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The Official Baldrige Blog

Back to the Future...Baldrige Style

future worker

We have made it to 2015 and there has been much recent news coverage of the 2015 predictions from the Back to the Future 2 movie. And interestingly enough, many of the predictions have come true (or close to it), including the Chicago Cubs almost making it to the world series. So, with tongue in cheek, I decided to take some key words from the Baldrige Excellence Framework and predict what they will encompass 25 years from now, in 2040.

Analysis: CEOs will upload the content of their brains (including data and information that has been presented to them) to the cloud at night and then download recommended decisions and implementation plans back to their brains before going to work in the morning.

Stakeholders: Your key stakeholders will include not only customers, workforce members, partners, collaborators, and local and professional communities, but will also include the robots and computers that are making important decisions for your other stakeholders.

Organizational Structure: The typical organization chart will include where computers sit in the various decision making processes of leadership, management,  and governance.

Action Plans: Creating specific actions to reach longer-term strategic objectives will include traveling to the future to see the outcome of the intended plan and then modifying it based on what you learned. Of course your competitors will be doing this also and modifying their plans!

Workforce Engagement: A key factor will be how many teleportation locations you provide to let employees teleport to work from their homes around the globe.

Workforce Empowerment: Allowing workforce members to use their implanted, non-company-controlled, personal computers to make real-time work related decisions.

Customer Support: A software module that can be downloaded to the customers' implanted personal computer to address their requirements and desires, without them ever asking.

Customer Engagement: The success of the downloaded module in meeting your customers' needs and providing information on the characteristics of the product upgrade/replacement they will want to buy in five years.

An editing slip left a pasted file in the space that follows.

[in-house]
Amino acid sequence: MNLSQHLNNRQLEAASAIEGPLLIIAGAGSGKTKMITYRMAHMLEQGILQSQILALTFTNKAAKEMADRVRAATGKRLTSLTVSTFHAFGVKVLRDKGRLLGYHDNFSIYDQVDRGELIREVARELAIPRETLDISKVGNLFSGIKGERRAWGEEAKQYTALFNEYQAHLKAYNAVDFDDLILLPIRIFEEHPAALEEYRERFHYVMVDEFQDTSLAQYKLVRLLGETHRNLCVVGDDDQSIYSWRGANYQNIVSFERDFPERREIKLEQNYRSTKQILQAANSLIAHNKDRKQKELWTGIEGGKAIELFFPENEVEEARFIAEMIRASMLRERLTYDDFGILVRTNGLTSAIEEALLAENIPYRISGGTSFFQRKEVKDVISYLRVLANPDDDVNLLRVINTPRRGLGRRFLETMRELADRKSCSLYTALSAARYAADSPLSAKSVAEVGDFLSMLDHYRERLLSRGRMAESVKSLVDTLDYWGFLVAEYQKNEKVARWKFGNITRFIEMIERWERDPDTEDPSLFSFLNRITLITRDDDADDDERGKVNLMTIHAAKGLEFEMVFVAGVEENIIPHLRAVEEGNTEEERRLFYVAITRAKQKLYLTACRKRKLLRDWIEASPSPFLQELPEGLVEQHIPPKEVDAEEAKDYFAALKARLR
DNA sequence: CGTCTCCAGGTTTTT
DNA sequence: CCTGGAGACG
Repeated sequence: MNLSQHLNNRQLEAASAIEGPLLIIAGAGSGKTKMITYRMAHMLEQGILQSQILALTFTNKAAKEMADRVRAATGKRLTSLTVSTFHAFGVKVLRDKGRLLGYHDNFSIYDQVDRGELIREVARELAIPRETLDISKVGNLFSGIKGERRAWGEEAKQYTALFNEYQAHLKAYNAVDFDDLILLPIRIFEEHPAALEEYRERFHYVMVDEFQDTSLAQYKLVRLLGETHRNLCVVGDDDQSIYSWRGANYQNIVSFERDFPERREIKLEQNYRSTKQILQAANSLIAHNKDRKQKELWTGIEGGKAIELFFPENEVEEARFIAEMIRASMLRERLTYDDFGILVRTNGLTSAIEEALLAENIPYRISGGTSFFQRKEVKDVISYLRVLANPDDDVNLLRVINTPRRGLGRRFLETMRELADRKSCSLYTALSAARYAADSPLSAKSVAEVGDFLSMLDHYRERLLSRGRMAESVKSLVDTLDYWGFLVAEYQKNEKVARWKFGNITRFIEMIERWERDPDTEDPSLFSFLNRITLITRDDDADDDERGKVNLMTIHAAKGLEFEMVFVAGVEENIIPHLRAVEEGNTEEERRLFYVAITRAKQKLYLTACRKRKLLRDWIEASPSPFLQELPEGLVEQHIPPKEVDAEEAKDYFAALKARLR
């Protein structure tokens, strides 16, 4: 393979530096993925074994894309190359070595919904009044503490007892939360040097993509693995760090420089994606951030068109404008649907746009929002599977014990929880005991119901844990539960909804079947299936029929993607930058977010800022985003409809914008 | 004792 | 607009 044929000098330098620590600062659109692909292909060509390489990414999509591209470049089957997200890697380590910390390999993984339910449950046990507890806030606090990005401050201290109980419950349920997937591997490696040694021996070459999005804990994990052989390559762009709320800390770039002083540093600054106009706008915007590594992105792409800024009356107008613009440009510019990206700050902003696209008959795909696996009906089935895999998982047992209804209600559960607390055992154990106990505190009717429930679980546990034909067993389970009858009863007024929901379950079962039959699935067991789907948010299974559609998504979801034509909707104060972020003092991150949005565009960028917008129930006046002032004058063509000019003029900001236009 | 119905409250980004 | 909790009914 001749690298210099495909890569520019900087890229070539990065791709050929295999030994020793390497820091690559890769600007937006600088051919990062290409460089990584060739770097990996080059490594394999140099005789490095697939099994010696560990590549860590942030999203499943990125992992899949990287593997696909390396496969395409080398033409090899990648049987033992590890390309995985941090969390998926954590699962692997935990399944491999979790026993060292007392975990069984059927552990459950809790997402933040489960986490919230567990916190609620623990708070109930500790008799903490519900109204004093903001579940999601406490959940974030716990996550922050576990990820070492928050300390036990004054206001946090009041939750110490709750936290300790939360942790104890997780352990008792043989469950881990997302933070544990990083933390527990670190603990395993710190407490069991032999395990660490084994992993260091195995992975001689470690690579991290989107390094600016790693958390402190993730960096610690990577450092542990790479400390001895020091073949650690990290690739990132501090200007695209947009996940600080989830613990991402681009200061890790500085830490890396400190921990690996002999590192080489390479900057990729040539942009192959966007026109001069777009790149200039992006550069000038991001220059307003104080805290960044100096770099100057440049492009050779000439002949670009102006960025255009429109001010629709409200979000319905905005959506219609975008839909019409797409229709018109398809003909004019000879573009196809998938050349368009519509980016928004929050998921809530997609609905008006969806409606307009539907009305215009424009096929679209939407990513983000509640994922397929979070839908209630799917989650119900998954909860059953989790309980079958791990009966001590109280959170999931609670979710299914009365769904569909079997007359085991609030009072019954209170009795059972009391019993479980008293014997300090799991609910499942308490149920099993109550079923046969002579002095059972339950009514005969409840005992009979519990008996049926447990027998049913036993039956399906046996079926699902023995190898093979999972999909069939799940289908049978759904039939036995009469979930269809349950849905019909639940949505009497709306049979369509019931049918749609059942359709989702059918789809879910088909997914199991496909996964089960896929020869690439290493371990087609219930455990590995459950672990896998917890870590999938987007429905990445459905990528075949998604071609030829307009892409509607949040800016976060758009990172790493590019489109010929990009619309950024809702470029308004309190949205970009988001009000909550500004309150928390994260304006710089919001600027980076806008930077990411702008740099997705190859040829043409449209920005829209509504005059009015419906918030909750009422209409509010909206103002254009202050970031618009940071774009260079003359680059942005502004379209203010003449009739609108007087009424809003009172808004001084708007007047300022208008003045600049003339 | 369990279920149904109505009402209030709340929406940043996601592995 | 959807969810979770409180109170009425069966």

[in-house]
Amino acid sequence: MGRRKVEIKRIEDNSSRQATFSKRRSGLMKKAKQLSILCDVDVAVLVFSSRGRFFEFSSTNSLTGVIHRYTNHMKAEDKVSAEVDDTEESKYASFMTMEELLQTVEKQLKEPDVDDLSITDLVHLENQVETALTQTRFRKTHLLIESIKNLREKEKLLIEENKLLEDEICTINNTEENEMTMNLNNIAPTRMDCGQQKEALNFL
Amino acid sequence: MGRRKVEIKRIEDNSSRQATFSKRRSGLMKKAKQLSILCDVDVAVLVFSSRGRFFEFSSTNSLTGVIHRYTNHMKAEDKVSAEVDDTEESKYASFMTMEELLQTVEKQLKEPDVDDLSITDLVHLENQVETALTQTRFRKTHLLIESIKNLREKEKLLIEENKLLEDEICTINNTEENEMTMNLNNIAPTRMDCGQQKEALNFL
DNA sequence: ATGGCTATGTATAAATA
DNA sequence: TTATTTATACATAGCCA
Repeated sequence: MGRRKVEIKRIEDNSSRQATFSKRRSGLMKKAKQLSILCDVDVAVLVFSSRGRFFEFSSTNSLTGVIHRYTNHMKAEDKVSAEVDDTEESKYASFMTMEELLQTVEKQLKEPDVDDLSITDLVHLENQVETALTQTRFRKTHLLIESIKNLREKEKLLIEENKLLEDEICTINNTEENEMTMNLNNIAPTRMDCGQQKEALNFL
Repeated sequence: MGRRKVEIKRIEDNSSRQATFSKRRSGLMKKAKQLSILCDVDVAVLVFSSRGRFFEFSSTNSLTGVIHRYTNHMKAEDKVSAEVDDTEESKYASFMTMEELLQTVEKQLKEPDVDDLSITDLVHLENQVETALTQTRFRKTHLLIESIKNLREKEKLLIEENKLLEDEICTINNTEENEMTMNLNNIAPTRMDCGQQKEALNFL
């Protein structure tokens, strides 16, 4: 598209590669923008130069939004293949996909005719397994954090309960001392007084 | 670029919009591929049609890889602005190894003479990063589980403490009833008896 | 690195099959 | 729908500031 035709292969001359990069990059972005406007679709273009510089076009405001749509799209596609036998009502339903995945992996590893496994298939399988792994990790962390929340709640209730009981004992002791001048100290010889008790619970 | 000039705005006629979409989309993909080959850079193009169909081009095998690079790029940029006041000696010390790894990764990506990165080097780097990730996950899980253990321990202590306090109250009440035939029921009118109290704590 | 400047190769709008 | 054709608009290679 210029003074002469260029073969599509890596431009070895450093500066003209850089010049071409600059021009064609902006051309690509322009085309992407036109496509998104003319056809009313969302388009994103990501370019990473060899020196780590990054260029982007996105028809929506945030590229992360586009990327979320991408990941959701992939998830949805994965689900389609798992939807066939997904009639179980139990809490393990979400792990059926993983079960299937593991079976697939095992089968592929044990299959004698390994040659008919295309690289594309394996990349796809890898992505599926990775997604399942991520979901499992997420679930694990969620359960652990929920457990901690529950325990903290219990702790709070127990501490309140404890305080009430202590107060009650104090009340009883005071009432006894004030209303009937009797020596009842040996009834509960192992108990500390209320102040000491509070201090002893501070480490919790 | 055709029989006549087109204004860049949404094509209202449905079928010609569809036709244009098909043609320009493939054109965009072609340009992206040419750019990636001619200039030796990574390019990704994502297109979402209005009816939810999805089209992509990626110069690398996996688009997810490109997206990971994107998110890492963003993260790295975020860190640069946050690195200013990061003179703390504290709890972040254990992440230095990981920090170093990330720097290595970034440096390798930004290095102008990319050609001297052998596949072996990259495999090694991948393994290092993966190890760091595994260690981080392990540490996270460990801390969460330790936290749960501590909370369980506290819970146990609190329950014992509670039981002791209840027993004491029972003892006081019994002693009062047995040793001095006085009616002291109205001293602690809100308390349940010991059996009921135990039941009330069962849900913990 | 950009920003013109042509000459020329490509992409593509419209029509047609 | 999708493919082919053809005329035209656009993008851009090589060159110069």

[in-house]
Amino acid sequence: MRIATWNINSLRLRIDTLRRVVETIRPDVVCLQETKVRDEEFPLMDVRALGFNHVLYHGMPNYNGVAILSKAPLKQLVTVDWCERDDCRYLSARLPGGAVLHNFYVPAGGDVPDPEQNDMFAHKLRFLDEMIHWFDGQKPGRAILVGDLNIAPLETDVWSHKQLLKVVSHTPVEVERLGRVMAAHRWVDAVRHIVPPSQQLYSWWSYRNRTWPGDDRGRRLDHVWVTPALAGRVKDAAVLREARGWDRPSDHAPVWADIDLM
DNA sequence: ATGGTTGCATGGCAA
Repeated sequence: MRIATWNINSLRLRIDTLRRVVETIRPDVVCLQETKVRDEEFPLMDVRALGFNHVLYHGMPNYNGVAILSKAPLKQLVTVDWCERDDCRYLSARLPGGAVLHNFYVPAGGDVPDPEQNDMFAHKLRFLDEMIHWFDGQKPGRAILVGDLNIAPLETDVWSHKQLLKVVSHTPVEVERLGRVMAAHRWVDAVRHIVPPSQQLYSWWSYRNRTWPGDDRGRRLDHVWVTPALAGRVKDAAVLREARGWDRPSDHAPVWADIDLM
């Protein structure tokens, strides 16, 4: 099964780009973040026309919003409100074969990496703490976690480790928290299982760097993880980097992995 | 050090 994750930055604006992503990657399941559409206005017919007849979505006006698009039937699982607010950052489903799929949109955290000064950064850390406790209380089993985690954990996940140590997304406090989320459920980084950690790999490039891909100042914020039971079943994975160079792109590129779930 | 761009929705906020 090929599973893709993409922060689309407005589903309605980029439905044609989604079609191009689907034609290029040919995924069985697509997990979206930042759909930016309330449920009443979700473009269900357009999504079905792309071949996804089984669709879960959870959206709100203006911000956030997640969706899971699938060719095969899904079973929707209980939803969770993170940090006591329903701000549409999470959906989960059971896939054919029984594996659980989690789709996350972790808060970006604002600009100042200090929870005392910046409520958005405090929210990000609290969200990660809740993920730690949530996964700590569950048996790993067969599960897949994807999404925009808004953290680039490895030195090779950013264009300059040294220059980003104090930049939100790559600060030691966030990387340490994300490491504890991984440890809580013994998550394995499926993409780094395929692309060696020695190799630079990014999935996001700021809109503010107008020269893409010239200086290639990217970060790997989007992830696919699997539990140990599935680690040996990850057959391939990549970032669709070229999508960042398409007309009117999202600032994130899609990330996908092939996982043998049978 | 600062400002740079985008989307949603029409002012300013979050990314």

We can all meet in 2040 and see what came true!

About the author

Harry Hertz “The Baldrige Cheermudgeon”

I am Harry Hertz, the Baldrige Cheermudgeon, and Director Emeritus of the Baldrige Program. I joined the Program in 1992 after a decade in management in the analytical chemistry and chemical sciences laboratories at the National Institute of Standards and Technology (NIST), the home of the Baldrige Program. I started my career at NIST (NBS) as a bench analytical chemist.

My favorite aspects of the Baldrige Program are: (1) the opportunity to interact with leading thinkers from all sectors of the U.S. economy who serve as volunteers in the Baldrige Program, who participate in the Baldrige Executive Fellows Program, and who represent Award applicants at the forefront of the continuous journey to performance excellence, and (2) the intellectual challenge of synthesizing ideas from leading thinkers and from personal research into Insights on the Road to Performance Excellence and other blogs that tackle challenges at the “leading edge of validated leadership and performance practice,” and contribute to the continuous revision of the Baldrige Performance Excellence Framework.

Outside of work I spend my time with family (including three beautiful granddaughters), exercising, baking bread, traveling, educating tomorrow’s leaders, and participating on various boards and board committees.

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When I was Director of the Management Course at the Air Force Academy in the early 90’s, Alvin Toffler, John Naisbitt, and other "experts" were predicting the future in 2000. I compiled a list of inventions and innovations that had predicted and asked my students to predict the year they would be achieved. EVERY one of them arrived earlier than predicted. If you think you are good at predictions, you may want to test your capabilities in the Good Judgment™ Open currently being run online at by Phillip Tetlock, famous for his research on the "fallacy of expertise" in his 2005 book, Expert Political Judgement: How Good Is It? How Can We Know? His overarching finding: The average person does better than the "experts." The "experts" have a lot more biases, including "over confidence" or ("I am an expert. My business card says so." and the "fallacy of centrality" or ("I am the boss. If this were happening, I would know.") No wonder computer prediction models dominate the prediction markets.

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